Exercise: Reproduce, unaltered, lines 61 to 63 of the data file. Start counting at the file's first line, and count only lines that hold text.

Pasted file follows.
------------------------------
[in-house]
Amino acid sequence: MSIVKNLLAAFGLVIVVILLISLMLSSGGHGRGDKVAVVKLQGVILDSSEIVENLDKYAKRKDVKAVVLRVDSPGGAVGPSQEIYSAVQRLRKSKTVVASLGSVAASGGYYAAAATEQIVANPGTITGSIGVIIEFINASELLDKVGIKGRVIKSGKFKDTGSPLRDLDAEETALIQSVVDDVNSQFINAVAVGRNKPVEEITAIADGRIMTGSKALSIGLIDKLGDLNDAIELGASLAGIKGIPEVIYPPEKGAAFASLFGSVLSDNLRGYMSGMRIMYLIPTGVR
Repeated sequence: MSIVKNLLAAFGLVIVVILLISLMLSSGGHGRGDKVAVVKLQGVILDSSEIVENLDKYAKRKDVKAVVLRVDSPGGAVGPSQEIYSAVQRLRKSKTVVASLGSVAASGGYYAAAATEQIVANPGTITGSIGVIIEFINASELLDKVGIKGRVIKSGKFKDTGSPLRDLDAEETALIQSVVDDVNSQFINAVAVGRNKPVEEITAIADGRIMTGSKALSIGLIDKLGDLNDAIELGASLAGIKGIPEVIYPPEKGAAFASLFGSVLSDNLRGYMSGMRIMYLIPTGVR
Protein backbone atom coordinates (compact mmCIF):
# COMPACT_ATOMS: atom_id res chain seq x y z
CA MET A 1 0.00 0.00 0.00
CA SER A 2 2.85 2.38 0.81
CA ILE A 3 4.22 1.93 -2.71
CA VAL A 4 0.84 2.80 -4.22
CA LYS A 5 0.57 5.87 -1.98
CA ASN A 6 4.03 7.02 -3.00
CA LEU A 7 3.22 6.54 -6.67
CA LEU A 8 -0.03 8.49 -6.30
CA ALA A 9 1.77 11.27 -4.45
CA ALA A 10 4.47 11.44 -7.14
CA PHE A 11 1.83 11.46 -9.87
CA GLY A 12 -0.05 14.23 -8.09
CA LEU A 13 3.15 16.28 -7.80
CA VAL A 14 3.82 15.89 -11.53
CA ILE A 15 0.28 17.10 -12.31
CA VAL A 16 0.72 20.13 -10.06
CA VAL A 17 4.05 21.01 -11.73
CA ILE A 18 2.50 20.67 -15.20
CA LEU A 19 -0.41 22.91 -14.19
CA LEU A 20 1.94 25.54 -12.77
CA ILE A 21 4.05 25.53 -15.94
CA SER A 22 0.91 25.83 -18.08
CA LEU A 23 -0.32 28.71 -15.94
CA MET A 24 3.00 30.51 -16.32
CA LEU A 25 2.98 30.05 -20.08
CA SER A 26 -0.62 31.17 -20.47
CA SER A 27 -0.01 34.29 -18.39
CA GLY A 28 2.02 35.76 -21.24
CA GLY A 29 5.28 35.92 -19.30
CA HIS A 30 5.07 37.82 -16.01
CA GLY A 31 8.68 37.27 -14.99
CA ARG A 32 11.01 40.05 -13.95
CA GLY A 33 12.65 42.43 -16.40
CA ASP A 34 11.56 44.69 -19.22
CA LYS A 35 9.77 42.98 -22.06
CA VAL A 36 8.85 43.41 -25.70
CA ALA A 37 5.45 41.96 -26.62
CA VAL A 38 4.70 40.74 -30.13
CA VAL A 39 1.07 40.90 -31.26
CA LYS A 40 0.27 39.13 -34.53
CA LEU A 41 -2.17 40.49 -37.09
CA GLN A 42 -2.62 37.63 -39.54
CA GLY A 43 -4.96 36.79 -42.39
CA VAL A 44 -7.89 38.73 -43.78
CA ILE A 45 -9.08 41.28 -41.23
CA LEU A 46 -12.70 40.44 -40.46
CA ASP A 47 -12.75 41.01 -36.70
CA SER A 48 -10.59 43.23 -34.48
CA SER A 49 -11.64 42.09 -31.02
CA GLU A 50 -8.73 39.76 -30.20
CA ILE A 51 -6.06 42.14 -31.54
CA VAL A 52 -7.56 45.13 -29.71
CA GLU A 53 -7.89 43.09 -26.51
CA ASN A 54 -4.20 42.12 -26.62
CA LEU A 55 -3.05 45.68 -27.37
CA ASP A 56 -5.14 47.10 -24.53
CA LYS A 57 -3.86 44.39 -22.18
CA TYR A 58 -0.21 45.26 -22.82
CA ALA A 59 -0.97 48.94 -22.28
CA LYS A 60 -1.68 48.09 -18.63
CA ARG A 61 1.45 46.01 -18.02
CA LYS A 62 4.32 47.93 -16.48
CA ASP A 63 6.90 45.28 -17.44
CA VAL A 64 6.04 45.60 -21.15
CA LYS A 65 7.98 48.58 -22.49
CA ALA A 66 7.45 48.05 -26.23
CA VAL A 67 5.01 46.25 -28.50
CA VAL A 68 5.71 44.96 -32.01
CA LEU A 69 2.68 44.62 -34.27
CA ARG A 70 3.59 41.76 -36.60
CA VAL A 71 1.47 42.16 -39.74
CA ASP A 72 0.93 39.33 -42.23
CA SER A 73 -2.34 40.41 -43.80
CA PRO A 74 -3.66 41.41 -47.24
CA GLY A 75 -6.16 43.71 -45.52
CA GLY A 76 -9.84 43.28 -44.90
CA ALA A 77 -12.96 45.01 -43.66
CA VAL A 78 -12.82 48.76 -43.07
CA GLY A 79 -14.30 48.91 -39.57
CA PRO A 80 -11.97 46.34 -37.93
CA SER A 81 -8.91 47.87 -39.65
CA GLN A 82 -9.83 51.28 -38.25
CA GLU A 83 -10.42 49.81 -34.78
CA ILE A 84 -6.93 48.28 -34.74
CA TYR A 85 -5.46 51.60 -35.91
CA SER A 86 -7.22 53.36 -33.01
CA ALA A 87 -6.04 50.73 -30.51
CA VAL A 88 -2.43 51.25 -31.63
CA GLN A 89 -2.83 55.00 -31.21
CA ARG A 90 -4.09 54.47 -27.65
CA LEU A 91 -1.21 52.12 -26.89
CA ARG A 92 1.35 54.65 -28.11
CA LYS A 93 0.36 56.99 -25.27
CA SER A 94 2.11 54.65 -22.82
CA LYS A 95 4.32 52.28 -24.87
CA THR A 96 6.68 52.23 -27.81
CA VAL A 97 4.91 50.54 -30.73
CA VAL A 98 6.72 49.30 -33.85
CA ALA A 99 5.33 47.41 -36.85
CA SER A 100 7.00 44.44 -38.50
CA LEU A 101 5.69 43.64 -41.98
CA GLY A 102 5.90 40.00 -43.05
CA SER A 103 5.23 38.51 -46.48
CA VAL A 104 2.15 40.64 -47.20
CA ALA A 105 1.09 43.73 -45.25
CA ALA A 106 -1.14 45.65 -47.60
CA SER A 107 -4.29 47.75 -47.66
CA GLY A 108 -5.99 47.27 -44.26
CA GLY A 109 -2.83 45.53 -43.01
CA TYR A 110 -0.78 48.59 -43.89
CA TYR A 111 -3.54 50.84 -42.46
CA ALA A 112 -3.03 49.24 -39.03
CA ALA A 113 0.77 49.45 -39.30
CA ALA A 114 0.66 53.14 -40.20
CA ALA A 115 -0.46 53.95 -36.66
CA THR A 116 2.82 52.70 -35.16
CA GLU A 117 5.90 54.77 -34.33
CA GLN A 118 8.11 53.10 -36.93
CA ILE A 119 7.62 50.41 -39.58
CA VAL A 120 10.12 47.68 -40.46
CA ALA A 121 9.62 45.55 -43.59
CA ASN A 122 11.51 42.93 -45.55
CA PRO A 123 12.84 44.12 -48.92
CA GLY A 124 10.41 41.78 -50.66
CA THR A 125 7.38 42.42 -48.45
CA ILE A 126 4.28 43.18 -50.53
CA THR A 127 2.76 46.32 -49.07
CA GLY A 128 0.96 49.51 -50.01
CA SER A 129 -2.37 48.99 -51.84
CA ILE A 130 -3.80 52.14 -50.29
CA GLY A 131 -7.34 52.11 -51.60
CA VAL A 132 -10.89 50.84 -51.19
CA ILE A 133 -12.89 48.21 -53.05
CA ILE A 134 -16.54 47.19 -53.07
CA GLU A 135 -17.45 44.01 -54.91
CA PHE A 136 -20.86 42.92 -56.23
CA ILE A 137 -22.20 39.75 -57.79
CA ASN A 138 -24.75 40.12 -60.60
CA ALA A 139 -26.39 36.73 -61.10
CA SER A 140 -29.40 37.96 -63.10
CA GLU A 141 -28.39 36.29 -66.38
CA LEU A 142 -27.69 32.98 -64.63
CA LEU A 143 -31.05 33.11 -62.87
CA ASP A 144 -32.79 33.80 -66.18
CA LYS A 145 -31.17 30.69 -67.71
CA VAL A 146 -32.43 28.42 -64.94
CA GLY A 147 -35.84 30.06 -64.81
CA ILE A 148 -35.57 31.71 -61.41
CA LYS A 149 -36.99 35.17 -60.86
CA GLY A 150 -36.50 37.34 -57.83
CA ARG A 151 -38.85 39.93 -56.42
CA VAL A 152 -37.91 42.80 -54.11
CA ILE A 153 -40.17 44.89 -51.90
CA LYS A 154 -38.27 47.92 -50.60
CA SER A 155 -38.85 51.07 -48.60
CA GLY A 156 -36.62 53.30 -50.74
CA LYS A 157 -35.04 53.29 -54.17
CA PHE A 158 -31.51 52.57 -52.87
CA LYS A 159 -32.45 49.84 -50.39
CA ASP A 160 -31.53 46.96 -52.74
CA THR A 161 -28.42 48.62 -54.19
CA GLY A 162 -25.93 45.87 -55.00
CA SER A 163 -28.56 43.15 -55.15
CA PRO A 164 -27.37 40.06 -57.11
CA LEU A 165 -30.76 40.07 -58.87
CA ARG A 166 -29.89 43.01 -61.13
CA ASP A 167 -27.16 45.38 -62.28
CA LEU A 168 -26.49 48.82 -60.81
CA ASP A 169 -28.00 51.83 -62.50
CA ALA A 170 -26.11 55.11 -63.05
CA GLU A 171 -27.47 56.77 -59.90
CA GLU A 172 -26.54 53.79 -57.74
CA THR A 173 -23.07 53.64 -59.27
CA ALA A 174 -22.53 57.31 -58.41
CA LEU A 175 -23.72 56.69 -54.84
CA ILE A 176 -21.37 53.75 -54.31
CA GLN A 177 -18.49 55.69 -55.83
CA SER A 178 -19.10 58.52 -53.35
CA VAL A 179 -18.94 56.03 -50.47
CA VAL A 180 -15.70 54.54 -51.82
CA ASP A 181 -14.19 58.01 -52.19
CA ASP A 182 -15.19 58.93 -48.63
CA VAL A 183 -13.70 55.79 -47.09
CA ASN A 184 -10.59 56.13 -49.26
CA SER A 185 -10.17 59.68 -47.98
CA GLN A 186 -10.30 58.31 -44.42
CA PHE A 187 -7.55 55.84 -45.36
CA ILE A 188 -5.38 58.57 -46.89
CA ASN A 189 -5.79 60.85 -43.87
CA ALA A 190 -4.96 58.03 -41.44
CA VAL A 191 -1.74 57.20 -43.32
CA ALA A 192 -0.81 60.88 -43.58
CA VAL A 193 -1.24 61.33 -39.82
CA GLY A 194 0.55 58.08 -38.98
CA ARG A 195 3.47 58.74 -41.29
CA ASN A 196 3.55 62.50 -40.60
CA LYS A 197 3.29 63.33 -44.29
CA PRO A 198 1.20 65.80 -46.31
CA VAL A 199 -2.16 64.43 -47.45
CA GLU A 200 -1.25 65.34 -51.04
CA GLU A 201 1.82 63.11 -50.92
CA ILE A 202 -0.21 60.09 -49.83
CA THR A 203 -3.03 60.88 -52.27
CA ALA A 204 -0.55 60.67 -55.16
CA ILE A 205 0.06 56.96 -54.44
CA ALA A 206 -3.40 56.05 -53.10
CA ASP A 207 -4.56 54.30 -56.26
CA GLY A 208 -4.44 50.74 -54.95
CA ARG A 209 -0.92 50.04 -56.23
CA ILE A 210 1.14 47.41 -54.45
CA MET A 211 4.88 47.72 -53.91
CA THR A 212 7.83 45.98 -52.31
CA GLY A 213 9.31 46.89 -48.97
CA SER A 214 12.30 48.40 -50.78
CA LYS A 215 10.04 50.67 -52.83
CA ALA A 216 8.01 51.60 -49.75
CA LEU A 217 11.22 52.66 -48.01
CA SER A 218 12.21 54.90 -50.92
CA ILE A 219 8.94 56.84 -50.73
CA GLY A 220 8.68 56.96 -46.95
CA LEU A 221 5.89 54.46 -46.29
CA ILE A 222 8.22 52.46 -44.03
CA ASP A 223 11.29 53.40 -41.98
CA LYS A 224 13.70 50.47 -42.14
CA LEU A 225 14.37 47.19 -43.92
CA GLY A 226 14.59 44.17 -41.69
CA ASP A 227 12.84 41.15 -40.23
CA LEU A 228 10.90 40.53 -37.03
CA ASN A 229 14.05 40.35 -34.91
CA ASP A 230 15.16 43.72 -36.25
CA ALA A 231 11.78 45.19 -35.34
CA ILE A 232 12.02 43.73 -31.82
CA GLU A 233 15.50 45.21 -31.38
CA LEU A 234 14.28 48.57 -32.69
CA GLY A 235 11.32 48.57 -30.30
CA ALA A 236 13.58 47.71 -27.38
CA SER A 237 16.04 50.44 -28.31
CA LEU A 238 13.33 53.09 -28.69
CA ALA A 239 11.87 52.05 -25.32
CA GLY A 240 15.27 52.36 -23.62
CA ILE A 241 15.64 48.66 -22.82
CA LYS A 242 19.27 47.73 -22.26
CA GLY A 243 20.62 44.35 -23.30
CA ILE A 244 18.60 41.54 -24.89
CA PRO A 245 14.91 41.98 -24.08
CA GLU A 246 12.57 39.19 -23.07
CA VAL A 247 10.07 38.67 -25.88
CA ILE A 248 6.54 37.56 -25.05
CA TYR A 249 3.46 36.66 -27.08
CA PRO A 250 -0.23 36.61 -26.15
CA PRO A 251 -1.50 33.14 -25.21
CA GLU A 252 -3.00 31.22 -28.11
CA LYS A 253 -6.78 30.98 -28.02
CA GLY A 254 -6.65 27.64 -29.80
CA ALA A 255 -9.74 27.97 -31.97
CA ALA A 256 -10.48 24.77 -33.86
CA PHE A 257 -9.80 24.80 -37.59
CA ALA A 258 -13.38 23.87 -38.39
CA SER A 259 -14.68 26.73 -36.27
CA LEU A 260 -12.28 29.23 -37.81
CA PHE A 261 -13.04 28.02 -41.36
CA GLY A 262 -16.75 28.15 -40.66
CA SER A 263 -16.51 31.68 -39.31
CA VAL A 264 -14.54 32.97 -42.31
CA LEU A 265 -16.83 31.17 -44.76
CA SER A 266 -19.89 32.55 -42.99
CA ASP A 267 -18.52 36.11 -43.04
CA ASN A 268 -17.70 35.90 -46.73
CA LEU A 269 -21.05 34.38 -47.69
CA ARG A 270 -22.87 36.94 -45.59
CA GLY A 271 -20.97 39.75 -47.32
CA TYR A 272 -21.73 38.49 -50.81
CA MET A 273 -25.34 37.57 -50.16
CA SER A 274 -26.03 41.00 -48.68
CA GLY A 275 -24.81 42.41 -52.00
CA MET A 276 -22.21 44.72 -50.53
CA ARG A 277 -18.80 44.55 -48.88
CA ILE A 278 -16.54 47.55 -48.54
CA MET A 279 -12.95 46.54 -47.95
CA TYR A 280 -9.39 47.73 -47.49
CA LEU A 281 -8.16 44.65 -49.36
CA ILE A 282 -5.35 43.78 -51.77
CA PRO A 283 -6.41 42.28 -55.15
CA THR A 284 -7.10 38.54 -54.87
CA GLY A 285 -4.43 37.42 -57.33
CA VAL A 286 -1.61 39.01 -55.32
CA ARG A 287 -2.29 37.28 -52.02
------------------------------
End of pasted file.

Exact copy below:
CA ASP A 56 -5.14 47.10 -24.53
CA LYS A 57 -3.86 44.39 -22.18
CA TYR A 58 -0.21 45.26 -22.82